10 minutes | Sep 13th 2020

Dr. Laura Brown discusses Rimadyl overdose

 

Carprofen is a medication commonly prescribed to canines with osteoarthritis; it works well for pain management and is very palatable making it a medicine well suited for canine ailments. The positive results seen by pet owners who give this medicine to their dogs regularly is well documented. The anti-inflammatory properties of this drug are also known to be beneficial. Many canines are prescribed carprofen long-term, though patients on this medication must be followed by the veterinarian to monitor the effects of the drug. Carprofen has caused toxicity in dogs who have been on the medication long-term; however, cases of poisoning are most commonly seen with an accidental overdose of the medication. Our canine companions enjoy the flavor of this medication and will help themselves to it if available. Symptoms will vary depending on the amount consumed and can range from vomiting to abdominal pain, and gastrointestinal perforation in very severe cases.

Carprofen is a nonsteroidal anti-inflammatory drug used in the veterinary field for pain management. Prescribed as a medication to alleviate inflammation and pain associated with arthritis, as well as pain management after surgery, ingestion of more than the prescribed amount can result in serious consequences.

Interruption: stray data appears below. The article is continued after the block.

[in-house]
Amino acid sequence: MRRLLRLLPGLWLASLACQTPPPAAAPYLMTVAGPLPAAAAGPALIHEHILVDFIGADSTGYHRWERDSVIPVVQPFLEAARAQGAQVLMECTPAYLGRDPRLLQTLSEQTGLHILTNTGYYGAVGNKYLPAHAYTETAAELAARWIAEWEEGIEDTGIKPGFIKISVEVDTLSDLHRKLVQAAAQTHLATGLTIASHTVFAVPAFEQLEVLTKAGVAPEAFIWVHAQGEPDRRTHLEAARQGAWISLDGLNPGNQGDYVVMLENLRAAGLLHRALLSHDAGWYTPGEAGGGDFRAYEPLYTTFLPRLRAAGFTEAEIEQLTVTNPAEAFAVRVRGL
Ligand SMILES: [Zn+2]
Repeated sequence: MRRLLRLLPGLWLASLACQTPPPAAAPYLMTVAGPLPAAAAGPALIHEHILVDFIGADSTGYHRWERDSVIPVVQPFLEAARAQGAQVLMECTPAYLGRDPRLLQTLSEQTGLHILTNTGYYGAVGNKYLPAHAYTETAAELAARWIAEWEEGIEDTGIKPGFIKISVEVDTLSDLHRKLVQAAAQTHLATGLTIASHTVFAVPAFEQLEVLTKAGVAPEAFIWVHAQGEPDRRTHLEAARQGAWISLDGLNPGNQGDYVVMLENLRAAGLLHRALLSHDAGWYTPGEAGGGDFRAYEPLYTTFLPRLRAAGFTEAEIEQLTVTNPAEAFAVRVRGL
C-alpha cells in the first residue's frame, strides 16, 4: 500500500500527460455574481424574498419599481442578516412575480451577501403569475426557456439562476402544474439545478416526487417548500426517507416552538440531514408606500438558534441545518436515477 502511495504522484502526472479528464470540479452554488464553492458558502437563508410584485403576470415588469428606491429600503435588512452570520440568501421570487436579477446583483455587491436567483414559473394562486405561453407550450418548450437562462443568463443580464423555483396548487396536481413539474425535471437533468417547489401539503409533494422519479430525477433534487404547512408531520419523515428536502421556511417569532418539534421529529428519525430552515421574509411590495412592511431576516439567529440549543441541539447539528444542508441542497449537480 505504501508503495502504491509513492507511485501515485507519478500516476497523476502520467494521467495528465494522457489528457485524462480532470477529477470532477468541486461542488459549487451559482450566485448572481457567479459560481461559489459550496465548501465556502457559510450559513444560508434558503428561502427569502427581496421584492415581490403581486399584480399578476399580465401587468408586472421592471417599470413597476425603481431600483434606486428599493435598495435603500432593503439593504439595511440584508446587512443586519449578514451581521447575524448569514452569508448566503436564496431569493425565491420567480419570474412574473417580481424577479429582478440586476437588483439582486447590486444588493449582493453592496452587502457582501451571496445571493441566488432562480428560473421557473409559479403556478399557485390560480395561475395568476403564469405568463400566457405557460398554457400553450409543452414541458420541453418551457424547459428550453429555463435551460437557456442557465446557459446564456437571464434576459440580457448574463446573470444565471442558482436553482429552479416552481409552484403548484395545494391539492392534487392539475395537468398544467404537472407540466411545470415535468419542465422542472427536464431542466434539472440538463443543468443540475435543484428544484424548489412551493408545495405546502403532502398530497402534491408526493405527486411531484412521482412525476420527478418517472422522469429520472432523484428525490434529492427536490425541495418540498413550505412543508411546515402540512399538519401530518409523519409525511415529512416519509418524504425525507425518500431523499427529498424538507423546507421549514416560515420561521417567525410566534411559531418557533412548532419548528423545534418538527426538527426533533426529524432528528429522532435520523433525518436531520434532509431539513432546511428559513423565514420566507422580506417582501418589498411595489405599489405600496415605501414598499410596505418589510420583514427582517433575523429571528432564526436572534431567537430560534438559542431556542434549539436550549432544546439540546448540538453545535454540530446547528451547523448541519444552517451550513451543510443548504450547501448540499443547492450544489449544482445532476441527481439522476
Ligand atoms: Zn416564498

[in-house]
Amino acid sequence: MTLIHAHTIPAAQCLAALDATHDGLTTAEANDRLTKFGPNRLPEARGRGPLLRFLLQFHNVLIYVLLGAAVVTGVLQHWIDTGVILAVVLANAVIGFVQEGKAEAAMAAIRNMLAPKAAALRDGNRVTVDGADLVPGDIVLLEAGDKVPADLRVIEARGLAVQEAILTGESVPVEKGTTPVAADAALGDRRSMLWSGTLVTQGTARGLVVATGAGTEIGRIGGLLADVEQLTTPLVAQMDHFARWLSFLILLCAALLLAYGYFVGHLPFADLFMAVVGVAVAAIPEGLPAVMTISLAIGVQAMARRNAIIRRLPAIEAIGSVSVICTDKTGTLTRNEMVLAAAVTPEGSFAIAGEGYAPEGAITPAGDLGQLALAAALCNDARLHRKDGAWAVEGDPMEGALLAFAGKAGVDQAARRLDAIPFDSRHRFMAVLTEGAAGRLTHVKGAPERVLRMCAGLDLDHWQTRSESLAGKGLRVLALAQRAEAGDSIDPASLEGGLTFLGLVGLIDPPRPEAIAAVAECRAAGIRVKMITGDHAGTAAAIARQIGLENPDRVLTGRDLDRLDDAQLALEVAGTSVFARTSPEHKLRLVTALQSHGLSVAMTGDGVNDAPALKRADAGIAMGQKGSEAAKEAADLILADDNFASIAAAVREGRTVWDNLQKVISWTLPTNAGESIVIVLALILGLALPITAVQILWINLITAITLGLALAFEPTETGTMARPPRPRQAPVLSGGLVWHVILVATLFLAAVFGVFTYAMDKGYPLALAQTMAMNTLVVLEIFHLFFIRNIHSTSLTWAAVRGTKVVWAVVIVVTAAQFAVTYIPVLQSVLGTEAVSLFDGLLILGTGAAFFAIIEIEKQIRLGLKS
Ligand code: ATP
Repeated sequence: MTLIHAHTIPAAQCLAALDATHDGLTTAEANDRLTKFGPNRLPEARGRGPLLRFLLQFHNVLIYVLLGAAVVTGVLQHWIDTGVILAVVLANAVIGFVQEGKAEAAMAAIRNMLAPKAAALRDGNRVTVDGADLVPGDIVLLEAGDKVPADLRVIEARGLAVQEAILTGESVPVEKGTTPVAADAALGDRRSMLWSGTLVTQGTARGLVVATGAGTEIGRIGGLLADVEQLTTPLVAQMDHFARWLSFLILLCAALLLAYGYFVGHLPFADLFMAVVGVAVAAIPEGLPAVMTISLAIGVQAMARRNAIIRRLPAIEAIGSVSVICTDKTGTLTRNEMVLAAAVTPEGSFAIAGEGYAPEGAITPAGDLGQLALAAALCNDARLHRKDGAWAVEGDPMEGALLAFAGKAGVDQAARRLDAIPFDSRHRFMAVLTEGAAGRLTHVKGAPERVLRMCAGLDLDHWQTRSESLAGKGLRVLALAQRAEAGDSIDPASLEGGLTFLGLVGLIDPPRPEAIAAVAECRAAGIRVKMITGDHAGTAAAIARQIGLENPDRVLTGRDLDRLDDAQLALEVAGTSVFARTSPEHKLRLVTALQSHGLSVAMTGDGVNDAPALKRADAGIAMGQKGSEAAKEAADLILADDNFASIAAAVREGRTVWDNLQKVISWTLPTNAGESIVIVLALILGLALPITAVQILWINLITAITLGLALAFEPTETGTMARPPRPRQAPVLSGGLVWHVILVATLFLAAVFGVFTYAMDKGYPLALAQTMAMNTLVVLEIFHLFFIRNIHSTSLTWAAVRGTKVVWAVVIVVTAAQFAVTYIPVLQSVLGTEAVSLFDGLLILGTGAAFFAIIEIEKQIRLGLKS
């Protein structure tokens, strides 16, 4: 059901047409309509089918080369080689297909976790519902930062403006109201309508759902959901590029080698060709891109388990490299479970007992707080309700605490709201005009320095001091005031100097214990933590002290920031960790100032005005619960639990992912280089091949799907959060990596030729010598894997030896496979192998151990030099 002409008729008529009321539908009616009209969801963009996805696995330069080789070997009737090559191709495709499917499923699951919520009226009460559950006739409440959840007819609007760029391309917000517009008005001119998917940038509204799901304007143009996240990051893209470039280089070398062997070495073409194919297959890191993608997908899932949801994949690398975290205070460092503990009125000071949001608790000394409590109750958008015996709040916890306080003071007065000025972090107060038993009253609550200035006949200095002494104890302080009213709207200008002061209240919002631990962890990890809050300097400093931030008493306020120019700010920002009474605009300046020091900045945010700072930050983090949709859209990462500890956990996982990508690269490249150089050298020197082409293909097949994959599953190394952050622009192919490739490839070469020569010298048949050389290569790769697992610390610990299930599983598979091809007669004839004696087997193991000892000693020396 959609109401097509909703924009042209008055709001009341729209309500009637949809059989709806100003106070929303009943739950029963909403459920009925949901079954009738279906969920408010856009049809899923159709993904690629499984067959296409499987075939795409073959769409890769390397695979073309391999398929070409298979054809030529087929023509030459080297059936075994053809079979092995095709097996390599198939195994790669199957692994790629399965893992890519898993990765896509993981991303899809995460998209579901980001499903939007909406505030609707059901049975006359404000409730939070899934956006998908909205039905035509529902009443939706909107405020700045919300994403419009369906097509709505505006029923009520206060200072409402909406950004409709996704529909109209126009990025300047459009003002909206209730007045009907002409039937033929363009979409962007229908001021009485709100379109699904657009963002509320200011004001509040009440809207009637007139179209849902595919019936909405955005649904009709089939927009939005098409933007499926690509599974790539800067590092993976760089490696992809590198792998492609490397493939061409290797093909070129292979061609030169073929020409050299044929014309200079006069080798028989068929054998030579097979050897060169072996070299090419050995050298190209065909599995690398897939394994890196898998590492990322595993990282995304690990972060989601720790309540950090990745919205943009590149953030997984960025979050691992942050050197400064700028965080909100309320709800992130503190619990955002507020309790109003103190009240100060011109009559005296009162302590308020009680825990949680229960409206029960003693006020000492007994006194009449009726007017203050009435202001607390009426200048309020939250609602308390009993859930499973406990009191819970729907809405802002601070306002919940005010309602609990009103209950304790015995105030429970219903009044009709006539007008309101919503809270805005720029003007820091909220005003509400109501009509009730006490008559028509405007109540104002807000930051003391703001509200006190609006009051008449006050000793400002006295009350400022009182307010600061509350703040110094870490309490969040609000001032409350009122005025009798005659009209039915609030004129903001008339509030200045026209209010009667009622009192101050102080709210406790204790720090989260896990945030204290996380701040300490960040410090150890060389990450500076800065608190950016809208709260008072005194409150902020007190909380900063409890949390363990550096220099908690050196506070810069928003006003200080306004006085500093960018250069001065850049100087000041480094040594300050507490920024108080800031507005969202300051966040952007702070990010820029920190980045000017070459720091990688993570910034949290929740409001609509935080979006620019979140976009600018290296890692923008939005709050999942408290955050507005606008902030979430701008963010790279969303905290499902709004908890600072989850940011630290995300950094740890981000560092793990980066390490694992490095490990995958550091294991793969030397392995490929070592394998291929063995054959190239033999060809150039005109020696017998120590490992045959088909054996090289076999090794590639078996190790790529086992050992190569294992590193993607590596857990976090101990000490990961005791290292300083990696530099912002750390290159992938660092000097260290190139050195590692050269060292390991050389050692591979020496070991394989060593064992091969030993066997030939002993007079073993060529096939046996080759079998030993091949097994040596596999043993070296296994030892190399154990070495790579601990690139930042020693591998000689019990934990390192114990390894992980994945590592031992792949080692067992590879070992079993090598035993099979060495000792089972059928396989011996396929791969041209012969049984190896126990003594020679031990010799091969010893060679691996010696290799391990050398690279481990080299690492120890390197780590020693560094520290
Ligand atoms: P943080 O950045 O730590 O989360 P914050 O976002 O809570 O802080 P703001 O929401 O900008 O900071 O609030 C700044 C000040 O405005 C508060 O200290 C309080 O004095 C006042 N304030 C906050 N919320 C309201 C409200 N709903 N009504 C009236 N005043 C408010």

Symptoms of Carprofen Poisoning in Dogs

The severity of signs of carprofen poisoning will be contingent on how much of the medication was ingested by your pet. The peak plasma concentration (the highest level of medication in the blood) is reached in one to three hours.  Symptoms you may see in your dog will vary.

  • Vomiting (can be bloody)
  • Diarrhea (can be bloody)
  • Abdominal pain
  • Weakness
  • Lethargy
  • Muscle twitching

In severe cases, additional signs will be seen.

  • Tremors
  • Seizures
  • Gastrointestinal perforation
  • Stupor
  • Coma

Signs of kidney failure are as follows.

    • Blood in the urine
  • Extreme thirst
  • Excessive urination
  • Fatigue
  • Vomiting

In addition, if the liver is experiencing damage, jaundice will be present in the form of yellow colored skin, mucus membranes, and whites of the eyes.

Types

Carprofen poisoning in dogs can be acute after the ingestion of a large qunatity over and above the prescribed amount. Chronic carprofen poisoning may result if your dog develops a sensitivity to it over a period of time. There are side effects and possible adverse reactions to carprofen in some canines, this is why a dog who is on a regular prescription will be monitored through regular check-ups with the veterinarian.

Causes of Carprofen Poisoning in Dogs

Although adverse reactions to the drug are rare, ingestion of high amounts due to a canine gaining access to his medicinal supply is common. NSAID’s in general can be responsible for gastrointestinal issues with long-term use; therefore, an overdose of a chewable tablet or capsule will cause your pet to experience stomach upset in mild cases, to gastrointestinal irritation or perforation in severe cases of poisoning. Reduction of gastric acid secretion and blood flow to the mucosa can occur causing hemorrhaging along with kidney and liver failure. Other risk factors for severe carprofen poisoning can be: